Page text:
- Lisa Powell Staff Writer
Carnival rides and cotton candy begin spinning today as the 2015 Montgomery County Fair returns to the site where it all began in 1856. But this could be the last year that the fair is held at the Montgomery County Fairgrounds.
The proposed Midtown District project would transform the historic, 38-acre site just south of downtown Dayton into a mix of residential, commercial and office properties similar to The Greene Town Center in Beavercreek. The fairgrounds would move from Main Street to a nearly 70-acre site on West Campus Boulevard in Brookville. Only the historic Roundhouse building would be saved and moved to the new location — other buildings on the fairgrounds would likely be demolished.
While the Montgomery County Fairgrounds has been an endearing part of Dayton’s history for many generations, the idea of commercial redevelopment is not a new one, as illustrated in this excerpt from former Dayton Daily News reporter Benjamin Kline on March 15, 1999:
A race horse named Goldsmith Maid in 1874, the aviators Wilbur and Orville Wright in 1909, and President Lyndon B. Johnson in 1968 attracted the biggest crowds ever.
But the Montgomery County Fairgrounds, less than a mile from downtown at 1043 S. Main St., stands out in the community’s memory more for the individual moments, the personal history that mattered very much for a short time, then vanished into scrapbooks, wall plaques and feelings as sweet and sticky as pink cotton candy on a late summer’s day.
The fairgrounds is where your high school basketball team won a big game in the Coliseum, where your steer or pig won a blue ribbon, where you first held hands with the girl you later married, even as both of you got sick and threw up on the Tilt-a-Whirl ride. It may also be where you bought your first new furniture from the charming A.B. Hallum, whose spartan store used to occupy the Roundhouse during nonfair months, or your Christmas tree from Joe’s Pines, a seasonal tenant.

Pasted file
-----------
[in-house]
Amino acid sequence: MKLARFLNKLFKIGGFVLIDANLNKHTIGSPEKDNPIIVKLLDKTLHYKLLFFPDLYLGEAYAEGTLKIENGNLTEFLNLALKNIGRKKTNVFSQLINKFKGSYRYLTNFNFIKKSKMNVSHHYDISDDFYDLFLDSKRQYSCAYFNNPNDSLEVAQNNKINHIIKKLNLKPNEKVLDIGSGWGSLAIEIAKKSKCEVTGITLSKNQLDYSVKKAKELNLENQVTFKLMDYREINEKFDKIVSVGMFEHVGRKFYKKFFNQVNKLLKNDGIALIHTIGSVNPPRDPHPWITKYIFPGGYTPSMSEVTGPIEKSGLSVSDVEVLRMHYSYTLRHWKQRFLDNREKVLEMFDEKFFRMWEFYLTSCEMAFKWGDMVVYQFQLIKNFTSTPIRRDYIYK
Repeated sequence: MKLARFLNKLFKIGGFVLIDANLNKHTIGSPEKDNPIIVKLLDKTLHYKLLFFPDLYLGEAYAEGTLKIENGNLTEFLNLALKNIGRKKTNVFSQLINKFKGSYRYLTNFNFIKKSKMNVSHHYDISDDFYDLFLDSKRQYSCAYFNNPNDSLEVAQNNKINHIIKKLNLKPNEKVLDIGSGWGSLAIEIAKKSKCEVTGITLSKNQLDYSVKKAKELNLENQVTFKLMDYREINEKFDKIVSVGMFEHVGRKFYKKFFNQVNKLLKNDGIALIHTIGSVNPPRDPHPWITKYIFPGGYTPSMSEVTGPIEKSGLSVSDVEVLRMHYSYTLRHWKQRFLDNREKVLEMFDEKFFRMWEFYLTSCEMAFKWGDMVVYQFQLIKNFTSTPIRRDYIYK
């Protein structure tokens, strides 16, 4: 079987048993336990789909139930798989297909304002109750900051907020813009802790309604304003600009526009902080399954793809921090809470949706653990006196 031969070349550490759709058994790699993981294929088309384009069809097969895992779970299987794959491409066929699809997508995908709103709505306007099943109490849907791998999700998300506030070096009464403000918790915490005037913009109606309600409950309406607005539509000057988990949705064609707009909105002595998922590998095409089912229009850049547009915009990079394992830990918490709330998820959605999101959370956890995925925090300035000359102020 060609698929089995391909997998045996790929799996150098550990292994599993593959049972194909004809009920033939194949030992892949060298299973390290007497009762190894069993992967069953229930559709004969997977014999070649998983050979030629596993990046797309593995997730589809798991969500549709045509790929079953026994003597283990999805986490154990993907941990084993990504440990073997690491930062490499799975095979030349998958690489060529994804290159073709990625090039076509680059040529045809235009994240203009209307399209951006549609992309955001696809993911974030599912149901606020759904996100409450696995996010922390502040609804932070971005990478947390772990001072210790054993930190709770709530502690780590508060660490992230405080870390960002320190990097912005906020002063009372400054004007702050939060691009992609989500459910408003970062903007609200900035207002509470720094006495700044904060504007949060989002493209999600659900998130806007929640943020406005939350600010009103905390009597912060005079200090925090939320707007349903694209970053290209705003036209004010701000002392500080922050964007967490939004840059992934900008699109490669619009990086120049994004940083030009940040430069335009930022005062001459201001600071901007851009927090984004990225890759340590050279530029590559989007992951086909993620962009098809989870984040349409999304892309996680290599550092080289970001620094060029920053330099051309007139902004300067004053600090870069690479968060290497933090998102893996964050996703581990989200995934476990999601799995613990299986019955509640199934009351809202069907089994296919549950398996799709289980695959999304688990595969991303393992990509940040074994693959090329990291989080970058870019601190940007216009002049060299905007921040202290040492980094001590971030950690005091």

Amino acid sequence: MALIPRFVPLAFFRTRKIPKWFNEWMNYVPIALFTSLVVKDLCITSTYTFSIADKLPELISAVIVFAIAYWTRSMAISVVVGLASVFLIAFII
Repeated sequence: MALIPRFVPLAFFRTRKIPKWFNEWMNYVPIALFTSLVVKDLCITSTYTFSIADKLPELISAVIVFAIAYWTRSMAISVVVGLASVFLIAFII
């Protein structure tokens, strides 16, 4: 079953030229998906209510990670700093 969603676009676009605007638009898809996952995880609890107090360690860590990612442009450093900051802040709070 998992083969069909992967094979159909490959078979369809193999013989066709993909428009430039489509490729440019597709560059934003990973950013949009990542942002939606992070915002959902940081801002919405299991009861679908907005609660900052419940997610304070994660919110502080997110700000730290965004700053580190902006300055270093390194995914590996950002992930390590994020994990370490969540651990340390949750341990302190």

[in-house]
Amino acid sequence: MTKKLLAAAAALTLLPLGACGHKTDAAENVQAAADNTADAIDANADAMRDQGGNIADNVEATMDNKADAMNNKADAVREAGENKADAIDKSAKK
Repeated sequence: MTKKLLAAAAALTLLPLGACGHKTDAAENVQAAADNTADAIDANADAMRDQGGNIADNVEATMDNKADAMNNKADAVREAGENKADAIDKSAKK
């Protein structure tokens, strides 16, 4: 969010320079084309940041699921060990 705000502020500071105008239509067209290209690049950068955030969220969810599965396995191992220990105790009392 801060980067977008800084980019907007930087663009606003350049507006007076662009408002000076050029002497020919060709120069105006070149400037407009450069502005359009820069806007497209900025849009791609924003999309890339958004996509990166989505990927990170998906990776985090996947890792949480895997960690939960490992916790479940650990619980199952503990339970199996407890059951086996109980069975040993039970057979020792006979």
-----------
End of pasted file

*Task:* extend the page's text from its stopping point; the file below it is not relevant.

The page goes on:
In its 142 years, the 37.8-acre property has been more than just the annual fair first held there in 1856. It also has been a perennial lure to politicians and speculators who would rather `develop’ land than use it to show livestock or stage tractor pulls. As the county’s agricultural base shrinks, the fairgrounds faces changing demographics and increased competition for the money people spend on entertainment.
Once again, county commissioners are considering the possibility of selling the fairgrounds and moving the fair to a more rural site in the western part of the county — where people still know how milk comes from a cow.
The proposed Midtown District would be a $125 million two-phase redevelopment. The overall layout would include 20 acres for commercial space for a grocery store, hotel, office, restaurants and entertainment venues and 17 acres for market-rate apartments and condominiums.
Though these new plans are contingent on securing financing for the project, the developer, Miller-Valentine Group, and the Montgomery County Agricultural Society are running a joint campaign to raise the remaining $3 million that is short of the $18.5 million needed to make the move.
Brookville city officials are also optimistic the fairgrounds move will happen. Last month Rod Stephan, law director for Brookville, told the Dayton Daily News, “It’s looking more promising that more likely the project is going to happen here in Brookville, but it’s not 100 percent certain at this moment.
“Right now, we’re still waiting for (the agricultural society) to make a final submission to us for the planned development process,” he said. “They have a deadline of April 1, 2016, to have the project under construction.”